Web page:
5. Religion - Most of us are born into a certain religion and are trained to follow this religion from day one. We are often told that our religion is the correct one and we see our family or congregation make fun of other religions. We become arrogant in ourselves because we have the "correct" path and everyone else is "incorrect." We follow the rules, engage in ceremonies, marry someone of our religion (or have them convert), have kids and perpetuate the cycle. Are we missing anything here? Many modern religions are cut off from their original spiritual source, so we are following the shell of the religion, and not the core. Does it surprise us then, that families fall apart when a member dies, or hypocrisy reigns amongst seemingly "religious" people? It may be best to follow your inner values and decide for yourself what is right. It's okay to be non-religious or have a different view. And if people judge you for this, that is their arrogance and insecurity, the need to always be right.

6. Membership - Sadly, I have fallen into the habit of joining organizations and over-committing because I wanted to be accepted, praised and included. Organizations are always looking for help and frequently canvas for volunteers. In the past, this has appealed to my distorted sense of self-importance, but now I know that if I can't help, someone else with more time and energy probably can. Best for all parties involved. Badly-run organizations grasp for volunteers like a panicked drowning person, pulling the rescue worker under with them. This is both selfish and irresponsible of the organization, which should take responsibility for its own mismanagement. The thing is, some businesses are designed to fail and others to succeed. There is nothing you or anyone can do to change this. So why waste your life and energy saving a sinking ship? And when it comes to volunteering, I must paraphrase a quote from Yogi Bhajan, sent to me by a friend:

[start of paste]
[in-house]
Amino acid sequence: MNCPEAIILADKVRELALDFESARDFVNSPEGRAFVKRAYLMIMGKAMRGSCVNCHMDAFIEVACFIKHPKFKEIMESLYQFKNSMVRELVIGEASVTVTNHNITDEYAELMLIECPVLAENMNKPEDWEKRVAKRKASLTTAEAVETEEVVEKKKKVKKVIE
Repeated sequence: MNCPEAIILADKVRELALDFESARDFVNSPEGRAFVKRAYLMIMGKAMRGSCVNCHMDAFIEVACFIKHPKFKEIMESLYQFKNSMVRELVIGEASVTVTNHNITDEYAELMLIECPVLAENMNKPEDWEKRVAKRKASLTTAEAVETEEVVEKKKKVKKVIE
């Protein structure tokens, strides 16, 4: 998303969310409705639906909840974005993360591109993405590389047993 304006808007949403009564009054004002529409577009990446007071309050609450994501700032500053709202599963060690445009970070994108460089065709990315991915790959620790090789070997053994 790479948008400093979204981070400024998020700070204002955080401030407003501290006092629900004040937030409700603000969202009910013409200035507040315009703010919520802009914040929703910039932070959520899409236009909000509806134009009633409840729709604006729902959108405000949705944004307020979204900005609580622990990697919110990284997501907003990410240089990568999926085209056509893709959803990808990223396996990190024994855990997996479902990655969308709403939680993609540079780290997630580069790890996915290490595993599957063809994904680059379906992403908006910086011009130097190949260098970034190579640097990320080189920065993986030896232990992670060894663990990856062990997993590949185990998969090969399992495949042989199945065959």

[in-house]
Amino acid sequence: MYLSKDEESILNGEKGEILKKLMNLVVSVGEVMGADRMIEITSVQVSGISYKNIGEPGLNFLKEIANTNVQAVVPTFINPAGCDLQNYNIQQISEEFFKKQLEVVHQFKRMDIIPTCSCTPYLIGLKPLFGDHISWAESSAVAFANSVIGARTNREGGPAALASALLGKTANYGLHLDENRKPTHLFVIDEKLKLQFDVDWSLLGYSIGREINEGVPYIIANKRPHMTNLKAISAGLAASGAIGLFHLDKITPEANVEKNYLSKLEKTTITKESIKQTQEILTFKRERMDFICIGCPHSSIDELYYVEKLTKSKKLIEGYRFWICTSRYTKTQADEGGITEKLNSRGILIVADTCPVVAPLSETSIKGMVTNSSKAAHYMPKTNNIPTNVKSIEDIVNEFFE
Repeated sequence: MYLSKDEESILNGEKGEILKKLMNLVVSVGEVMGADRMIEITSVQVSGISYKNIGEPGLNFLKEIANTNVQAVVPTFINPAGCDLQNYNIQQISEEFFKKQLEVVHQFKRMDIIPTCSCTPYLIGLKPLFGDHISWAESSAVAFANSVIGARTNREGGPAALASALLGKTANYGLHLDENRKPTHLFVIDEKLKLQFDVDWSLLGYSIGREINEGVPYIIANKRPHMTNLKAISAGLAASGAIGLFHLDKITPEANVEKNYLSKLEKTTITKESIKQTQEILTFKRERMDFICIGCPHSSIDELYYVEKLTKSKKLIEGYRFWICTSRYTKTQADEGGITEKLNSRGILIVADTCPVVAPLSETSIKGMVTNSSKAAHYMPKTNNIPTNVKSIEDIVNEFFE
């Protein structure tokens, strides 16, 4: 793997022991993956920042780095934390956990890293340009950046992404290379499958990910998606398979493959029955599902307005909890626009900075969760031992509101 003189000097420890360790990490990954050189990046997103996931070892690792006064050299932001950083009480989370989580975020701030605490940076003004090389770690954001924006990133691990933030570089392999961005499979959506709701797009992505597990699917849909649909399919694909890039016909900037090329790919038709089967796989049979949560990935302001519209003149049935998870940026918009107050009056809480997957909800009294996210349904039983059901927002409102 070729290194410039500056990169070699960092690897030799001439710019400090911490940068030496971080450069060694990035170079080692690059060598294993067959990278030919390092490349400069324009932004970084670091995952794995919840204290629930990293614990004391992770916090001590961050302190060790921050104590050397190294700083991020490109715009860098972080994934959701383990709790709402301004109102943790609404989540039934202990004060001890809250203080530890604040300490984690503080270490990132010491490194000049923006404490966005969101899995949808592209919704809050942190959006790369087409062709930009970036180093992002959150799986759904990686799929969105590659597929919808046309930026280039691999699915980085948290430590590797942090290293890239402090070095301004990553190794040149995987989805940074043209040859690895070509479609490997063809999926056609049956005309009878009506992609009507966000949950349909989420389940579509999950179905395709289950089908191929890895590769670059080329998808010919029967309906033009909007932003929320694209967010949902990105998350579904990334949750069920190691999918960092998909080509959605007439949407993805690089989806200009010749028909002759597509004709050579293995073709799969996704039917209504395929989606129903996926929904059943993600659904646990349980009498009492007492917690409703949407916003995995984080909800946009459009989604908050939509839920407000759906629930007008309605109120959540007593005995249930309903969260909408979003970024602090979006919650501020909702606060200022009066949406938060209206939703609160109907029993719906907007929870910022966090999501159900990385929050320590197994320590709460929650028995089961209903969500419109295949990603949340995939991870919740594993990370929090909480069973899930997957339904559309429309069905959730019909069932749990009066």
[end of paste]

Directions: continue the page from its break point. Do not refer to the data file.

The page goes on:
Giving is not giving when you feel you are losing something.

Beneath this chart is one depicting relationships built upon love and conscious choice. These include healthy relationships, selective friends and family, internal connection to Source (rather than through a prescribed religion), and selective participation/low-membership in organizations. This diagram feels more freeing and healthy. Initially it can feel painful to cut off people, organizations and religions that are not healthy or use guilt to rope you in, but ultimately, it is for the best. Why waste time, life and energy propping up a tower that is falling?

This is my current mindset based on experience and inner guidance. Everyone has his or her own chart to make. It makes me sad to think of how many of us engage in unhealthy and uneven exchanges, so I publish this blog post with the hopes that some of you will read these words and take courage and apply these changes to your life. Believe me, once you start saying YES to things that feel right and NO to things that don't, you find yourself with more energy and joy to go around. And if people and organizations get angry, it shows that they don't have your best interest in mind. 

In the words of Phyllis Krystal:  Love is Letting Go.

This image is a person cutting the chords of guilt from their aura or energy field. The guilt relationships (being cut by the scissors) are suffocating the person and preventing growth. Meanwhile, the inner circle lists relationships built upon love and conscious choice. On the inside of the person is a tree with branches and roots. A sun comprises the head. 

Drawing a diagram like this can help identify the areas in your life that you would like to clear, and which ones you would like to keep/cultivate.


Popular Posts